In February 1984, the original covenants were amended by a majority of the lotowners. Appellants voted in favor of these changes. The following covenants were changed at that meeting: (5), permitting recreation vehicles to be parked on lots on which the resident resides; (8), changing the type and number of animals which may be kept on the lots; (9), changing the size of outbuildings permitted on lots of a particular size; (10), excepting new factory-built homes from the prior restriction; and (11), requiring that all building plans be submitted and approved by Pioneer Hills Association officers.

According to the February 1984 amending instrument, the covenants were to

continue until January 1, 1988, after which time they shall be automatically extended for successive periods of five years, unless an instrument signed by a majority of the then owners of said land shall have been recorded in the office of the County Clerk of Washington County, Nebraska, agreeing to change same in whole or in part.

Amendments were made again in February 1990. Appellants also voted in favor of these amendments. The amendments included the following: (2), changing the restriction on garages and carports; (6), changing square-foot minimum for residential ground floor space; and (9), changing size limitations on outbuildings. The document also included "Water Use Regulations." These regulations generally involve defining the interests of some lotowners in a jointly owned water system, establishing the fees associated with such interests, providing insurance for the system, regulating the maintenance of the system, and outlining the permissible uses of water from the system.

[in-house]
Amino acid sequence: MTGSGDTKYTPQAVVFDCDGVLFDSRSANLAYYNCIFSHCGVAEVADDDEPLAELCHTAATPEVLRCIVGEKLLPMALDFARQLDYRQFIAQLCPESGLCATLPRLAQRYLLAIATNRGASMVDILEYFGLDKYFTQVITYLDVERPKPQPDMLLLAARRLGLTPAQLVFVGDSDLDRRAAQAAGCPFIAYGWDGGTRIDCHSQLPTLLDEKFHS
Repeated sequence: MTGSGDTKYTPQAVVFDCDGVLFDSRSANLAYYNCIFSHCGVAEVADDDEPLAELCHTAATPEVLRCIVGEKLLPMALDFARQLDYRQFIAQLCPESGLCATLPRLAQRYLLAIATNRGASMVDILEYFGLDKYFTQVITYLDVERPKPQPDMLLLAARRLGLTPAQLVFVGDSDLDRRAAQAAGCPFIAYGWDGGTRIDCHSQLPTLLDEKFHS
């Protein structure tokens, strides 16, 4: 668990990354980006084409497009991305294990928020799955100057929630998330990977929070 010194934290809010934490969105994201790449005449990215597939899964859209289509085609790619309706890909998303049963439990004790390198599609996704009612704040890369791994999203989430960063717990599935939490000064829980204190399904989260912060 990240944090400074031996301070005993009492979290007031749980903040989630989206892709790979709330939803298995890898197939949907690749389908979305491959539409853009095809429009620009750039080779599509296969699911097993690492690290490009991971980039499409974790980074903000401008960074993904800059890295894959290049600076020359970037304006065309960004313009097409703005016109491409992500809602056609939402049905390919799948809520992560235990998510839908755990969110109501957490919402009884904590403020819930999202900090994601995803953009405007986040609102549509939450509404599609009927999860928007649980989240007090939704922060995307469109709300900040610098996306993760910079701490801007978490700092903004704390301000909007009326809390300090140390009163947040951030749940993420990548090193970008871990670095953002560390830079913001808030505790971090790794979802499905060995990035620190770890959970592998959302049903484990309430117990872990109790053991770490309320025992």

Finally, the February 1990 instrument provided that

[t]hese covenants, water use regulations, restrictions and conditions shall run with the land and continue until January 1, 1995, after which time they shall be automatically extended for successive periods of five years, unless an instrument signed by a majority of the then owners of said land shall have been recoded [sic] in the office of the County Clerk of Washington County, Nebraska, agreeing to change same in whole or in part.

On August 24, 1990, a majority of the landowners changed the covenants to include the covenant which is the source of the present dispute. The disputed covenant prohibits the building of residences or other buildings within 120 feet of Pioneer Hills Road (the county road which runs through the subdivision). This covenant was added to an existing covenant, which prohibited residential structures "on any building lot which is smaller in area than the original plotted number on which it is erected." Appellants did not agree to the disputed covenant and did not sign the new instrument.